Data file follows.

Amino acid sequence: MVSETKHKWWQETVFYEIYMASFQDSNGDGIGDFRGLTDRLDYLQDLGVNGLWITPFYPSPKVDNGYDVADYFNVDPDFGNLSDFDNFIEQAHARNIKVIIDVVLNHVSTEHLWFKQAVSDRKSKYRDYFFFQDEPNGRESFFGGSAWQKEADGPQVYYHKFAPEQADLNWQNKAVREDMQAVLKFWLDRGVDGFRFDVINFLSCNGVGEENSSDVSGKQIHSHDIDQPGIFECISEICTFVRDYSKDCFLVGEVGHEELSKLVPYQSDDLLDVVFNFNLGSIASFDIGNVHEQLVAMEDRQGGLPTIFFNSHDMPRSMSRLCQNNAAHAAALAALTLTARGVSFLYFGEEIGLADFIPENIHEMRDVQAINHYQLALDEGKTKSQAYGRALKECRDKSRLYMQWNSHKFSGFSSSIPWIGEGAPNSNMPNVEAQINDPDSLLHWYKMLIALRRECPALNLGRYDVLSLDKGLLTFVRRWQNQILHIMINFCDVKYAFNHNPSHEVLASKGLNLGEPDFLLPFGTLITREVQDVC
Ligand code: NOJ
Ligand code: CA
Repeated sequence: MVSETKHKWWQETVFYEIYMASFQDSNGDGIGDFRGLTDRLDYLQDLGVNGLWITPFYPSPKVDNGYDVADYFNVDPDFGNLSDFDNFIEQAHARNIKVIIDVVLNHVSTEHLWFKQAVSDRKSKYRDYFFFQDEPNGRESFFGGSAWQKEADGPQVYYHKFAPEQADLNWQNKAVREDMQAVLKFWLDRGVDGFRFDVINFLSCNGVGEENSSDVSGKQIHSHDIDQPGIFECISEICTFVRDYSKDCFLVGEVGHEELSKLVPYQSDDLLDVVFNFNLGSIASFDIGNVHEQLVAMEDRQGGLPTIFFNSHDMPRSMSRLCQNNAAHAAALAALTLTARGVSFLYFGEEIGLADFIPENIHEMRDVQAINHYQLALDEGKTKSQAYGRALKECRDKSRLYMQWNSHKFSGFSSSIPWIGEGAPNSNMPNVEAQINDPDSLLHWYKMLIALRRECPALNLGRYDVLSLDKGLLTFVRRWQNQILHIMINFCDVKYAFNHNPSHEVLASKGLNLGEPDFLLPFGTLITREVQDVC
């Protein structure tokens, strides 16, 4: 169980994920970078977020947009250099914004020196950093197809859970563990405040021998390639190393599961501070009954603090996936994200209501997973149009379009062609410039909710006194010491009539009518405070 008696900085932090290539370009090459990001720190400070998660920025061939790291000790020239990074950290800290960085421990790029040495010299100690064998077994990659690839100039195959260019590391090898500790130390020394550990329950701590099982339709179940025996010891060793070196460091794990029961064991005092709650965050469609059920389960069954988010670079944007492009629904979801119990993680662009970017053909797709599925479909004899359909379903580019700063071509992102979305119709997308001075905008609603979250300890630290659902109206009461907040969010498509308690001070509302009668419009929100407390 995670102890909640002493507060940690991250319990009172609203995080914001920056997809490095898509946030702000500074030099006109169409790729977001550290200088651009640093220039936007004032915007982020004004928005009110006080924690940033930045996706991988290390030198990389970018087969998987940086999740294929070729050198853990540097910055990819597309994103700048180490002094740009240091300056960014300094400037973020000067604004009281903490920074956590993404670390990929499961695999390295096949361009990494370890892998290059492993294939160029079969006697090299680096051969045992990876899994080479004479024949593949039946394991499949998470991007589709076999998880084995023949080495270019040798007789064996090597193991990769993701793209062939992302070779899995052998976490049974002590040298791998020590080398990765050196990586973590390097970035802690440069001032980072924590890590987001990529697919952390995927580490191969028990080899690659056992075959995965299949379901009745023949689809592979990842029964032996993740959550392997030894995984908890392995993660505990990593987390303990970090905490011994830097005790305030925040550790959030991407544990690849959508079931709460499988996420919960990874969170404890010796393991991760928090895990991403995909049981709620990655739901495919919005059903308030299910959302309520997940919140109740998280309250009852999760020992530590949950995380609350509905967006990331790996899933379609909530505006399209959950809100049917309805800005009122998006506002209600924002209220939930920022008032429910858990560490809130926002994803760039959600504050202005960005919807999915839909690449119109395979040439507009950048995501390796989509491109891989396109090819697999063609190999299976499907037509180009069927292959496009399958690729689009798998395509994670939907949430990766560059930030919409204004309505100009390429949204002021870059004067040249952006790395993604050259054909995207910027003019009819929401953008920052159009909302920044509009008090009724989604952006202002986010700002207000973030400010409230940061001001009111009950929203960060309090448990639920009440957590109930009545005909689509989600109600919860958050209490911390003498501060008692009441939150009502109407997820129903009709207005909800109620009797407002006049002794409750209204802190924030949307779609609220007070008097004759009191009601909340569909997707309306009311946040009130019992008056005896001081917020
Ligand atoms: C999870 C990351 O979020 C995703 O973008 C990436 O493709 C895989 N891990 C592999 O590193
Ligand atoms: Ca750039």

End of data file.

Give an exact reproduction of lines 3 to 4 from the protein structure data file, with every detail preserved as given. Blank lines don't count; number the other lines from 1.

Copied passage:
Ligand code: CA
Repeated sequence: MVSETKHKWWQETVFYEIYMASFQDSNGDGIGDFRGLTDRLDYLQDLGVNGLWITPFYPSPKVDNGYDVADYFNVDPDFGNLSDFDNFIEQAHARNIKVIIDVVLNHVSTEHLWFKQAVSDRKSKYRDYFFFQDEPNGRESFFGGSAWQKEADGPQVYYHKFAPEQADLNWQNKAVREDMQAVLKFWLDRGVDGFRFDVINFLSCNGVGEENSSDVSGKQIHSHDIDQPGIFECISEICTFVRDYSKDCFLVGEVGHEELSKLVPYQSDDLLDVVFNFNLGSIASFDIGNVHEQLVAMEDRQGGLPTIFFNSHDMPRSMSRLCQNNAAHAAALAALTLTARGVSFLYFGEEIGLADFIPENIHEMRDVQAINHYQLALDEGKTKSQAYGRALKECRDKSRLYMQWNSHKFSGFSSSIPWIGEGAPNSNMPNVEAQINDPDSLLHWYKMLIALRRECPALNLGRYDVLSLDKGLLTFVRRWQNQILHIMINFCDVKYAFNHNPSHEVLASKGLNLGEPDFLLPFGTLITREVQDVC